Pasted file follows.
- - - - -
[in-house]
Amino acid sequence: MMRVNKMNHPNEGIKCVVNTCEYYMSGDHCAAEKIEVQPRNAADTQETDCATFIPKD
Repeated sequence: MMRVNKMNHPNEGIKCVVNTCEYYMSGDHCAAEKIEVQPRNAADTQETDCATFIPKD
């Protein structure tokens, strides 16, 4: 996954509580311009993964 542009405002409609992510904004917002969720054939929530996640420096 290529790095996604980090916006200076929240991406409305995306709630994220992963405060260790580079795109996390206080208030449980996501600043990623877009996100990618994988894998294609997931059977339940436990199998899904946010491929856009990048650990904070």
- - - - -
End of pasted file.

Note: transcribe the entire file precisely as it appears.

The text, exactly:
[in-house]
Amino acid sequence: MMRVNKMNHPNEGIKCVVNTCEYYMSGDHCAAEKIEVQPRNAADTQETDCATFIPKD
Repeated sequence: MMRVNKMNHPNEGIKCVVNTCEYYMSGDHCAAEKIEVQPRNAADTQETDCATFIPKD
């Protein structure tokens, strides 16, 4: 996954509580311009993964 542009405002409609992510904004917002969720054939929530996640420096 290529790095996604980090916006200076929240991406409305995306709630994220992963405060260790580079795109996390206080208030449980996501600043990623877009996100990618994988894998294609997931059977339940436990199998899904946010491929856009990048650990904070």